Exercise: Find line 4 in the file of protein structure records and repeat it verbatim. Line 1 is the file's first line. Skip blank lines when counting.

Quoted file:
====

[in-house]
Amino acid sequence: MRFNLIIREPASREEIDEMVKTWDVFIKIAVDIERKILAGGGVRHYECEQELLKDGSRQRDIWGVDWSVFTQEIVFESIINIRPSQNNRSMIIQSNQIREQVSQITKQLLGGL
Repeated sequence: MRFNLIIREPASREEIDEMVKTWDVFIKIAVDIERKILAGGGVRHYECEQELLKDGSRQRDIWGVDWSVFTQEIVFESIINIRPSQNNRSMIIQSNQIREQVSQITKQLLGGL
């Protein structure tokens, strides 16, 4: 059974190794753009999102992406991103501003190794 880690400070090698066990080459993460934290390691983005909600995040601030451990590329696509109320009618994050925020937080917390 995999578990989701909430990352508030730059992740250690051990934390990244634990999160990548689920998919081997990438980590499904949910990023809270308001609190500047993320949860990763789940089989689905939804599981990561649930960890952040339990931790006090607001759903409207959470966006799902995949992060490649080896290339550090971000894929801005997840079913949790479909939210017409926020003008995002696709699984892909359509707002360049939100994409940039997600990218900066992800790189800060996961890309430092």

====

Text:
């Protein structure tokens, strides 16, 4: 059974190794753009999102992406991103501003190794 880690400070090698066990080459993460934290390691983005909600995040601030451990590329696509109320009618994050925020937080917390 995999578990989701909430990352508030730059992740250690051990934390990244634990999160990548689920998919081997990438980590499904949910990023809270308001609190500047993320949860990763789940089989689905939804599981990561649930960890952040339990931790006090607001759903409207959470966006799902995949992060490649080896290339550090971000894929801005997840079913949790479909939210017409926020003008995002696709699984892909359509707002360049939100994409940039997600990218900066992800790189800060996961890309430092």